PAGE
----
2004 Denver Annual Meeting (November 7–10, 2004)

Paper No. 25
Presentation Time: 8:00 AM-12:00 PM


WEISBERGER, Bethany, Department of Geology, Beloit College, Beloit, WI 53511, WIRTH, Karl R., Geology Department, Macalester College, 1600 Grand Ave, St. Paul, MN 55105 and VERVOORT, Jeffrey D., Department of Geology, Washington State Univ, Pullman, WA 99164, bethanyweisberger@yahoo.com

The Tanzania Craton underlies the Lake Victoria region and consists of numerous greenstone belts (Nyanzian Supergroup) with intervening granitic terranes. The relations among the greenstone belts are not well understood due to separation by cover and granitic intrusives. Although some western belts (e.g., Sukumaland) have recently received attention because of their economic potential, many of the eastern belts remain largely unstudied. The geochronology of the Kilimafedha greenstone belt is described by Wirth et al. (this volume).

Field observations indicate volcanic rock types from basalt to rhyolite. Minor ferruginous chert, banded iron formation, volcanic breccia, and volcaniclastic rock are also present. The rocks are regionally metamorphosed to low grade and have locally been sheared and metamorphosed to amphibolite facies in the northern part of the belt. Pillow structures are visible in the less deformed southwestern portions of the belt. Ultramafic flows are apparently absent.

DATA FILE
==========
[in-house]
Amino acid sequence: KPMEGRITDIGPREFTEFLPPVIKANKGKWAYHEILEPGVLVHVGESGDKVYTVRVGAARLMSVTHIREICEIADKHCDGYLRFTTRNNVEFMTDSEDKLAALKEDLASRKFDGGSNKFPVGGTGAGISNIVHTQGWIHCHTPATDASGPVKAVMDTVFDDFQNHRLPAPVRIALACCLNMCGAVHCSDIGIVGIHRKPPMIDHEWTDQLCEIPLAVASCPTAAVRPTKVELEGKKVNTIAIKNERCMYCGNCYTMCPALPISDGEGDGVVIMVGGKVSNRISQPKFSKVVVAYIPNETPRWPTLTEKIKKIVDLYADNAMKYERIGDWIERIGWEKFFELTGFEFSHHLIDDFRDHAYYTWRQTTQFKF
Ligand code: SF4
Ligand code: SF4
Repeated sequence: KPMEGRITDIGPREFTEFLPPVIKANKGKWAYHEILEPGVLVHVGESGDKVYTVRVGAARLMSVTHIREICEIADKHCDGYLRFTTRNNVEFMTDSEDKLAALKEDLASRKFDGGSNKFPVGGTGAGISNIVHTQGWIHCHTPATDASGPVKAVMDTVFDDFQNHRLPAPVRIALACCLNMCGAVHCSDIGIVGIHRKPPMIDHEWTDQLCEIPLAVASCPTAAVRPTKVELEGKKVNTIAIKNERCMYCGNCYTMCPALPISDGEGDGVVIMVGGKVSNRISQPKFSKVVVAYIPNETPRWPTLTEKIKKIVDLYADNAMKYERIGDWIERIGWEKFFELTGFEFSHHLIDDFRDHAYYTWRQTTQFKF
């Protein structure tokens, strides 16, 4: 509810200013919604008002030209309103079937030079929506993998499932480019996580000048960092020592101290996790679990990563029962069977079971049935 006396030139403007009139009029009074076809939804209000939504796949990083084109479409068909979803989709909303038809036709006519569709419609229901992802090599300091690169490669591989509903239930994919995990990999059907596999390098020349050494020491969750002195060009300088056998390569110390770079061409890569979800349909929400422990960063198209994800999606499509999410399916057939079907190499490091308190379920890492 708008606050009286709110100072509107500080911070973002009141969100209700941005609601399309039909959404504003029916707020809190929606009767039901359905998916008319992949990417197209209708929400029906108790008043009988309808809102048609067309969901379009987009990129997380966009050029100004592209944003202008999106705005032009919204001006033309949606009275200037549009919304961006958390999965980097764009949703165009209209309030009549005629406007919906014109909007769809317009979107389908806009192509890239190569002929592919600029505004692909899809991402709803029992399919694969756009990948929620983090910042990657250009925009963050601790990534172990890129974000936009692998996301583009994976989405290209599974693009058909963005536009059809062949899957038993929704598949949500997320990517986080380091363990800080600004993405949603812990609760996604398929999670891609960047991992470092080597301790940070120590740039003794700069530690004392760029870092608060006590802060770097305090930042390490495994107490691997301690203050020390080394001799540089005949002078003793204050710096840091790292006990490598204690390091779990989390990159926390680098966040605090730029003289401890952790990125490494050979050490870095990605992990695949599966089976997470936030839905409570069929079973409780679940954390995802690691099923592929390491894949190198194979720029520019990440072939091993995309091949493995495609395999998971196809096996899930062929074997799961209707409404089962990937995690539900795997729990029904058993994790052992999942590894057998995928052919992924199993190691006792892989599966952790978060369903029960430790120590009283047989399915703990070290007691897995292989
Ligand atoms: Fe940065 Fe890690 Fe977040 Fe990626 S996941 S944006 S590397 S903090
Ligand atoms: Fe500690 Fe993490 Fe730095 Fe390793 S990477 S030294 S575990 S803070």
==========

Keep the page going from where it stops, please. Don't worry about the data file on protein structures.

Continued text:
Petrographic studies, major element, and trace element analyses have been completed on 55 samples from the Kilimafedha greenstone belt. Most samples of mafic volcanic rock are aphanitic and rarely include phenocrysts of plagioclase. Felsic volcanic rocks consist of abundant euhedral quartz phenocrysts and minor plagioclase. On major element discrimination diagrams the volcanic rocks plot along trends that range continuously from basalt through rhyolite. The rocks are largely sub-alkaline and are transitional between tholeiitic and calc-alkaline. On normalized trace element diagrams the mafic volcanic rocks are characterized by enriched large-ion lithophile and light rare earth elements (e.g., Th, U, La, Ce) and relatively depleted high field strength elements (e.g., Nb, Hf, Ti). The volcanic rocks of the Kilimafedha greenstone belt differ from those in Kenya (Migori belt) in that they lack distinct bimodal compositional trends. Compared with those of the Sukumaland greenstone belt to the west, Kilimafedha volcanic rocks exhibit greater enrichment of the highly incompatible trace elements and consistent negative HFSE anomalies. The combined field and geochemical data suggest that the Kilimafedha volcanics formed in a submarine environment that may be analogous to modern-day supra-subduction zone settings.